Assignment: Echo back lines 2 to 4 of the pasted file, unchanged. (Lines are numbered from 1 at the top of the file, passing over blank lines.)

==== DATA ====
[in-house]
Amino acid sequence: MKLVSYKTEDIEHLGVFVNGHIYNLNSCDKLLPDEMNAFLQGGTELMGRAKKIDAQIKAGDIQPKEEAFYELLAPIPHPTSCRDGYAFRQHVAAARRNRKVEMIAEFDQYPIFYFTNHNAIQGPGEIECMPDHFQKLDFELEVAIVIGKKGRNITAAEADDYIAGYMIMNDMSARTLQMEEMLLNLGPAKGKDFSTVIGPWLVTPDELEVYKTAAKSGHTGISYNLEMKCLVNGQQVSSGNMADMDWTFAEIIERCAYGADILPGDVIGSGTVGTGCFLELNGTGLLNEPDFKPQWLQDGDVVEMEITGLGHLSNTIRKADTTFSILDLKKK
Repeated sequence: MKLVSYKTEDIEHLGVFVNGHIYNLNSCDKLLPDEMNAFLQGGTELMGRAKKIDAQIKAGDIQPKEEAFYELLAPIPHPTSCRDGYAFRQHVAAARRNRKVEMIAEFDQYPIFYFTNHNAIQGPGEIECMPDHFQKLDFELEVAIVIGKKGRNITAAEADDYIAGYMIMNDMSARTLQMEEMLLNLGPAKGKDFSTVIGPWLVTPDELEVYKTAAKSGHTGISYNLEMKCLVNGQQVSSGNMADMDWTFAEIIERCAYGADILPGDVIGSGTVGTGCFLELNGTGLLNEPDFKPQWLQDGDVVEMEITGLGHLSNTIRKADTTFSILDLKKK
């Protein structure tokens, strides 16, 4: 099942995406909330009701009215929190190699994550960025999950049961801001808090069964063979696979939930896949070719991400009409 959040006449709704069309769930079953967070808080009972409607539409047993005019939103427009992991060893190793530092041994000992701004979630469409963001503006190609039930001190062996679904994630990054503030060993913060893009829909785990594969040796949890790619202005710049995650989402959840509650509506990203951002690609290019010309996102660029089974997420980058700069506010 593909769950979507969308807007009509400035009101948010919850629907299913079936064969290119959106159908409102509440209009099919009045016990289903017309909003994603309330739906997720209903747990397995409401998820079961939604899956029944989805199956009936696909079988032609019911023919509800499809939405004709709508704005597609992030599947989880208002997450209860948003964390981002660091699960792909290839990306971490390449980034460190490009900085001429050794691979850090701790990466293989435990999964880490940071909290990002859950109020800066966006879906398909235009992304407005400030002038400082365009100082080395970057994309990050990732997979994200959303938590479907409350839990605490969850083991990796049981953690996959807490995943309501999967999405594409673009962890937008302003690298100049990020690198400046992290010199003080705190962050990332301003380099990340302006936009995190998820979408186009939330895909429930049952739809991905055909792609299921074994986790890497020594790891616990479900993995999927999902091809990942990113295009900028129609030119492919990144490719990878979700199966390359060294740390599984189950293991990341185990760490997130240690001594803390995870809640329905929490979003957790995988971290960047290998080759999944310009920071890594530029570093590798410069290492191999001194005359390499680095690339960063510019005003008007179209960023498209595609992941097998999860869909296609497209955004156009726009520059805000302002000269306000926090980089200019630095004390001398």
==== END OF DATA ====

Amino acid sequence: MKLVSYKTEDIEHLGVFVNGHIYNLNSCDKLLPDEMNAFLQGGTELMGRAKKIDAQIKAGDIQPKEEAFYELLAPIPHPTSCRDGYAFRQHVAAARRNRKVEMIAEFDQYPIFYFTNHNAIQGPGEIECMPDHFQKLDFELEVAIVIGKKGRNITAAEADDYIAGYMIMNDMSARTLQMEEMLLNLGPAKGKDFSTVIGPWLVTPDELEVYKTAAKSGHTGISYNLEMKCLVNGQQVSSGNMADMDWTFAEIIERCAYGADILPGDVIGSGTVGTGCFLELNGTGLLNEPDFKPQWLQDGDVVEMEITGLGHLSNTIRKADTTFSILDLKKK
Repeated sequence: MKLVSYKTEDIEHLGVFVNGHIYNLNSCDKLLPDEMNAFLQGGTELMGRAKKIDAQIKAGDIQPKEEAFYELLAPIPHPTSCRDGYAFRQHVAAARRNRKVEMIAEFDQYPIFYFTNHNAIQGPGEIECMPDHFQKLDFELEVAIVIGKKGRNITAAEADDYIAGYMIMNDMSARTLQMEEMLLNLGPAKGKDFSTVIGPWLVTPDELEVYKTAAKSGHTGISYNLEMKCLVNGQQVSSGNMADMDWTFAEIIERCAYGADILPGDVIGSGTVGTGCFLELNGTGLLNEPDFKPQWLQDGDVVEMEITGLGHLSNTIRKADTTFSILDLKKK
């Protein structure tokens, strides 16, 4: 099942995406909330009701009215929190190699994550960025999950049961801001808090069964063979696979939930896949070719991400009409 959040006449709704069309769930079953967070808080009972409607539409047993005019939103427009992991060893190793530092041994000992701004979630469409963001503006190609039930001190062996679904994630990054503030060993913060893009829909785990594969040796949890790619202005710049995650989402959840509650509506990203951002690609290019010309996102660029089974997420980058700069506010 593909769950979507969308807007009509400035009101948010919850629907299913079936064969290119959106159908409102509440209009099919009045016990289903017309909003994603309330739906997720209903747990397995409401998820079961939604899956029944989805199956009936696909079988032609019911023919509800499809939405004709709508704005597609992030599947989880208002997450209860948003964390981002660091699960792909290839990306971490390449980034460190490009900085001429050794691979850090701790990466293989435990999964880490940071909290990002859950109020800066966006879906398909235009992304407005400030002038400082365009100082080395970057994309990050990732997979994200959303938590479907409350839990605490969850083991990796049981953690996959807490995943309501999967999405594409673009962890937008302003690298100049990020690198400046992290010199003080705190962050990332301003380099990340302006936009995190998820979408186009939330895909429930049952739809991905055909792609299921074994986790890497020594790891616990479900993995999927999902091809990942990113295009900028129609030119492919990144490719990878979700199966390359060294740390599984189950293991990341185990760490997130240690001594803390995870809640329905929490979003957790995988971290960047290998080759999944310009920071890594530029570093590798410069290492191999001194005359390499680095690339960063510019005003008007179209960023498209595609992941097998999860869909296609497209955004156009726009520059805000302002000269306000926090980089200019630095004390001398």